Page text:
Molecular Machine

 

A molecular machine has been defined as a discrete number of molecular components that have been designed to perform mechanical-like movements (output) in response to specific stimuli (input).[1] It is often applied more generally to molecules that simply mimic functions at the macroscopic level. The term is also common in nanotechnology, and a number of highly complex molecular machines have been proposed towards the goal of constructing a molecular assembler. Molecular machines can be divided into two broad categories: synthetic and biological.

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Any machine with atomically precise parts of nanometer dimensions; can be used to describe molecular devices found in nature

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Chemically or biologically produced molecule, or collection of molecules that can perform useful work

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Molecular systems that are able to shift a chemical or mechanical process away from equilibrium represent a potentially important branch of chemistry and nanotechnology. By definition these types of systems are examples of molecular machinery, as the gradient generated from this process is able to perform useful work.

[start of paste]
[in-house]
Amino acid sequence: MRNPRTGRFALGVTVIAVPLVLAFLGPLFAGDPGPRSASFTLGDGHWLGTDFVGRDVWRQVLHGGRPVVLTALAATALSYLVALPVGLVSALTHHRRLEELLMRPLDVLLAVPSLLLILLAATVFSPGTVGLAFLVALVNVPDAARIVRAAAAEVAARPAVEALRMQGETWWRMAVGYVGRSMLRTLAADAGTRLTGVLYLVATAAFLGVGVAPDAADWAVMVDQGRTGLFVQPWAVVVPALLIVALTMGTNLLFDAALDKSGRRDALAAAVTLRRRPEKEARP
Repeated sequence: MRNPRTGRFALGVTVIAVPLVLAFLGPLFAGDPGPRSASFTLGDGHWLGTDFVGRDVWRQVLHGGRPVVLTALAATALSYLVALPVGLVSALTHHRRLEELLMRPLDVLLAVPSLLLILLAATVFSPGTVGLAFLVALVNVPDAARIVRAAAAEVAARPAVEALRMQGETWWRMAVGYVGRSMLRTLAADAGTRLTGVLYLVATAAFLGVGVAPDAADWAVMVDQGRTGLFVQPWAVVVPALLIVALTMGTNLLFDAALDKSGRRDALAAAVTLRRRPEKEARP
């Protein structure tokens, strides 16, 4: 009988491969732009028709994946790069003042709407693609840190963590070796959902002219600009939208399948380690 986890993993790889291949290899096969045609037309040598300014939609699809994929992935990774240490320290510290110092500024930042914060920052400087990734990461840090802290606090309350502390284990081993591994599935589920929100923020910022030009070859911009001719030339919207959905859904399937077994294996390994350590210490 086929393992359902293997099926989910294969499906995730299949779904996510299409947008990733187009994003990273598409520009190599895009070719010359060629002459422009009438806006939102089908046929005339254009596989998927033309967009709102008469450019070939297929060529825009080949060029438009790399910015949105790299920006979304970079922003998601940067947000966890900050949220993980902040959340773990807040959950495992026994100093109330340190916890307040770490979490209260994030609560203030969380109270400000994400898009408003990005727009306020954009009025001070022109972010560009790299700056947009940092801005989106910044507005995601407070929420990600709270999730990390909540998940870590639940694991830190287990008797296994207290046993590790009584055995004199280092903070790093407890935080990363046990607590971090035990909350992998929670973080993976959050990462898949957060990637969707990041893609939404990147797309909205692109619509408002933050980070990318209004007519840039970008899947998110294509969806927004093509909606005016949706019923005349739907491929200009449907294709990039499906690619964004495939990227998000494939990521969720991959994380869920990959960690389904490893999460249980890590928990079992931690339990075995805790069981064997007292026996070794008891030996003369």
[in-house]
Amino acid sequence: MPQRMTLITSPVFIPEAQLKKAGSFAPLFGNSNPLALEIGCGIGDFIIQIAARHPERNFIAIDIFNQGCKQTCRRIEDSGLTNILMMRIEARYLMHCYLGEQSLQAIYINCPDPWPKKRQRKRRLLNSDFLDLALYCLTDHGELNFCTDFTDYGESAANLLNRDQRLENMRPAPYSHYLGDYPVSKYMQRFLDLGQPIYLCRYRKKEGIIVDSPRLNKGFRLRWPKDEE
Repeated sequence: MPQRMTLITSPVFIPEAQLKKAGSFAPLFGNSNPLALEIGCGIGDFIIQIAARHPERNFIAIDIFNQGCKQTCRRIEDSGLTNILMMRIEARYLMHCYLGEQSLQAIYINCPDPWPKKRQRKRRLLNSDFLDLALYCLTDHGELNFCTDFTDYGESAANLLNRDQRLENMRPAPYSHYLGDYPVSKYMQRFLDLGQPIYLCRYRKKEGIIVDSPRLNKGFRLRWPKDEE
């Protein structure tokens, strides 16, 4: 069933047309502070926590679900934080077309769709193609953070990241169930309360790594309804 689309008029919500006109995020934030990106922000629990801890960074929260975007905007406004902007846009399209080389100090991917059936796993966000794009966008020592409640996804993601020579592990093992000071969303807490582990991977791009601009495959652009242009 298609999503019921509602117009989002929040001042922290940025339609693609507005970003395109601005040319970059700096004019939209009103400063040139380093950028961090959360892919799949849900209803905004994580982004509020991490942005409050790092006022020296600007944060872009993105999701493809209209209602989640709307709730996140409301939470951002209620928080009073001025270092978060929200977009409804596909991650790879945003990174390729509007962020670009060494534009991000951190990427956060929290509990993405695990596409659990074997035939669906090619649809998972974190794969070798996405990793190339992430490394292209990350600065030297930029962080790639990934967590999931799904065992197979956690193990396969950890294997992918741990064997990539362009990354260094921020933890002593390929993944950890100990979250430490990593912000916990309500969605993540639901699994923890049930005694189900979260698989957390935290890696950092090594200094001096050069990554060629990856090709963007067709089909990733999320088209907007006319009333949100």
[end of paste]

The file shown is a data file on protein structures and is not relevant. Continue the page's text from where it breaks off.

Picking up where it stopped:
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A mechanical device that performs a useful function using components of nanometer scale and defined molecular structure; includes both artificial nanomachines and naturally occurring devices found in biological systems.

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Molecular machine [Kilian, Gryphon]

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Any machine with atomically precise parts of nanometer dimensions; can be used to describe molecular devices found in nature.

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Electron Transport Chain

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